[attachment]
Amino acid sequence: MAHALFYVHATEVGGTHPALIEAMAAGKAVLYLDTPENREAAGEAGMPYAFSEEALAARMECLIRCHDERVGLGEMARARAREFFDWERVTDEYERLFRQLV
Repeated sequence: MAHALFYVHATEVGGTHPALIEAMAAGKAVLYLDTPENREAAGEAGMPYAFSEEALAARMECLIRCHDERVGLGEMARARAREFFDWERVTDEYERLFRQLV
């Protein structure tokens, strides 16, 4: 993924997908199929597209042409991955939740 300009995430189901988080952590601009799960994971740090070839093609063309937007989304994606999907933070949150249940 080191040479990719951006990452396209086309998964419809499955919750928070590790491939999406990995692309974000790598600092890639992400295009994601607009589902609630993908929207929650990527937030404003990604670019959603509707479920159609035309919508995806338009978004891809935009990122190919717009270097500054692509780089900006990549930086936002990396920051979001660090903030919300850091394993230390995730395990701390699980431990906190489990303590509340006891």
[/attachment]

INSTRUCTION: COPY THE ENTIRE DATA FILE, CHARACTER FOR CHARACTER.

Amino acid sequence: MAHALFYVHATEVGGTHPALIEAMAAGKAVLYLDTPENREAAGEAGMPYAFSEEALAARMECLIRCHDERVGLGEMARARAREFFDWERVTDEYERLFRQLV
Repeated sequence: MAHALFYVHATEVGGTHPALIEAMAAGKAVLYLDTPENREAAGEAGMPYAFSEEALAARMECLIRCHDERVGLGEMARARAREFFDWERVTDEYERLFRQLV
């Protein structure tokens, strides 16, 4: 993924997908199929597209042409991955939740 300009995430189901988080952590601009799960994971740090070839093609063309937007989304994606999907933070949150249940 080191040479990719951006990452396209086309998964419809499955919750928070590790491939999406990995692309974000790598600092890639992400295009994601607009589902609630993908929207929650990527937030404003990604670019959603509707479920159609035309919508995806338009978004891809935009990122190919717009270097500054692509780089900006990549930086936002990396920051979001660090903030919300850091394993230390995730395990701390699980431990906190489990303590509340006891």